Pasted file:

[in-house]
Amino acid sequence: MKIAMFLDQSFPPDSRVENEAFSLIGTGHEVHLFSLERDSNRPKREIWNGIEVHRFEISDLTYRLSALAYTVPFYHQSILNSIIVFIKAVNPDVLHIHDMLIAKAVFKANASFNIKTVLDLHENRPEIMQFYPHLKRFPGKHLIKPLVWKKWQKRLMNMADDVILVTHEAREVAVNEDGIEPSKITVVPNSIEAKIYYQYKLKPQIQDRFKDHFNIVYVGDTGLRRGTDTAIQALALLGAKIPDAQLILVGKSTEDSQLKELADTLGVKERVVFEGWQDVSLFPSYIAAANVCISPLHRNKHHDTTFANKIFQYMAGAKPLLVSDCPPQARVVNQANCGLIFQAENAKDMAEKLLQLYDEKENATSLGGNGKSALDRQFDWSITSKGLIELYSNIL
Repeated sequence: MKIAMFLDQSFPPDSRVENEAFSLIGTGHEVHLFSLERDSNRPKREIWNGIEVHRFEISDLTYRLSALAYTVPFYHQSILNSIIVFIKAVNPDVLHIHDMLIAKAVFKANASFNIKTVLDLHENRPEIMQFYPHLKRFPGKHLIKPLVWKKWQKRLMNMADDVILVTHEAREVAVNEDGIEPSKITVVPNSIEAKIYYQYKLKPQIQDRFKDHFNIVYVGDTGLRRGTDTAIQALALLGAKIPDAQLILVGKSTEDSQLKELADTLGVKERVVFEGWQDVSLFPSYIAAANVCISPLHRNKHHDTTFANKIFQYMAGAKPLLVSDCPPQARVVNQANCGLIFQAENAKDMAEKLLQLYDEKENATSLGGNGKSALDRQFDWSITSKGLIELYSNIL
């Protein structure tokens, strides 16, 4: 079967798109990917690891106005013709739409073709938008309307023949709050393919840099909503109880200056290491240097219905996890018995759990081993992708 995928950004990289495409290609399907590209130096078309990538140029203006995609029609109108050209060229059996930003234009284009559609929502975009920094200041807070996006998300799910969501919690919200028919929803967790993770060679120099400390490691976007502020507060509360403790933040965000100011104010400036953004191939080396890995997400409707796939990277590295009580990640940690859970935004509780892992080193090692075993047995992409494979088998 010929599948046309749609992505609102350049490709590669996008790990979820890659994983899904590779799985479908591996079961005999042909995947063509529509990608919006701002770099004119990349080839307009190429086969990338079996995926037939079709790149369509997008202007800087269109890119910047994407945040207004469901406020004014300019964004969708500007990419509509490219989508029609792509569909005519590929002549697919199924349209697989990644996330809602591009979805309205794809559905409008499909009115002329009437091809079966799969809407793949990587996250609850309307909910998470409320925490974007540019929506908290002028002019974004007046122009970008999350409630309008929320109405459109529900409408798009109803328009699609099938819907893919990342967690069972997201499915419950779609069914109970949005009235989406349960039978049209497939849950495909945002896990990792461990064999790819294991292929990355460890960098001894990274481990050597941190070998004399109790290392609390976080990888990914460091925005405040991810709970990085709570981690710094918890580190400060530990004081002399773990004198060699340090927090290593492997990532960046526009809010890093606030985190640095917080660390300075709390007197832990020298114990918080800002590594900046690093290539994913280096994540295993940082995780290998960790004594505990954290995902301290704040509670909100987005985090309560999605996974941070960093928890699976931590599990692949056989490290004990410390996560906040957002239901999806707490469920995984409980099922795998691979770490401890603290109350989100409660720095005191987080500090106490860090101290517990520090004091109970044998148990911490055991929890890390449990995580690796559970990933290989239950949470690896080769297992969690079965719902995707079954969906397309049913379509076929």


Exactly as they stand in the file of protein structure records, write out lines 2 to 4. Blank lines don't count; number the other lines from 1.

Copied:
Amino acid sequence: MKIAMFLDQSFPPDSRVENEAFSLIGTGHEVHLFSLERDSNRPKREIWNGIEVHRFEISDLTYRLSALAYTVPFYHQSILNSIIVFIKAVNPDVLHIHDMLIAKAVFKANASFNIKTVLDLHENRPEIMQFYPHLKRFPGKHLIKPLVWKKWQKRLMNMADDVILVTHEAREVAVNEDGIEPSKITVVPNSIEAKIYYQYKLKPQIQDRFKDHFNIVYVGDTGLRRGTDTAIQALALLGAKIPDAQLILVGKSTEDSQLKELADTLGVKERVVFEGWQDVSLFPSYIAAANVCISPLHRNKHHDTTFANKIFQYMAGAKPLLVSDCPPQARVVNQANCGLIFQAENAKDMAEKLLQLYDEKENATSLGGNGKSALDRQFDWSITSKGLIELYSNIL
Repeated sequence: MKIAMFLDQSFPPDSRVENEAFSLIGTGHEVHLFSLERDSNRPKREIWNGIEVHRFEISDLTYRLSALAYTVPFYHQSILNSIIVFIKAVNPDVLHIHDMLIAKAVFKANASFNIKTVLDLHENRPEIMQFYPHLKRFPGKHLIKPLVWKKWQKRLMNMADDVILVTHEAREVAVNEDGIEPSKITVVPNSIEAKIYYQYKLKPQIQDRFKDHFNIVYVGDTGLRRGTDTAIQALALLGAKIPDAQLILVGKSTEDSQLKELADTLGVKERVVFEGWQDVSLFPSYIAAANVCISPLHRNKHHDTTFANKIFQYMAGAKPLLVSDCPPQARVVNQANCGLIFQAENAKDMAEKLLQLYDEKENATSLGGNGKSALDRQFDWSITSKGLIELYSNIL
């Protein structure tokens, strides 16, 4: 079967798109990917690891106005013709739409073709938008309307023949709050393919840099909503109880200056290491240097219905996890018995759990081993992708 995928950004990289495409290609399907590209130096078309990538140029203006995609029609109108050209060229059996930003234009284009559609929502975009920094200041807070996006998300799910969501919690919200028919929803967790993770060679120099400390490691976007502020507060509360403790933040965000100011104010400036953004191939080396890995997400409707796939990277590295009580990640940690859970935004509780892992080193090692075993047995992409494979088998 010929599948046309749609992505609102350049490709590669996008790990979820890659994983899904590779799985479908591996079961005999042909995947063509529509990608919006701002770099004119990349080839307009190429086969990338079996995926037939079709790149369509997008202007800087269109890119910047994407945040207004469901406020004014300019964004969708500007990419509509490219989508029609792509569909005519590929002549697919199924349209697989990644996330809602591009979805309205794809559905409008499909009115002329009437091809079966799969809407793949990587996250609850309307909910998470409320925490974007540019929506908290002028002019974004007046122009970008999350409630309008929320109405459109529900409408798009109803328009699609099938819907893919990342967690069972997201499915419950779609069914109970949005009235989406349960039978049209497939849950495909945002896990990792461990064999790819294991292929990355460890960098001894990274481990050597941190070998004399109790290392609390976080990888990914460091925005405040991810709970990085709570981690710094918890580190400060530990004081002399773990004198060699340090927090290593492997990532960046526009809010890093606030985190640095917080660390300075709390007197832990020298114990918080800002590594900046690093290539994913280096994540295993940082995780290998960790004594505990954290995902301290704040509670909100987005985090309560999605996974941070960093928890699976931590599990692949056989490290004990410390996560906040957002239901999806707490469920995984409980099922795998691979770490401890603290109350989100409660720095005191987080500090106490860090101290517990520090004091109970044998148990911490055991929890890390449990995580690796559970990933290989239950949470690896080769297992969690079965719902995707079954969906397309049913379509076929």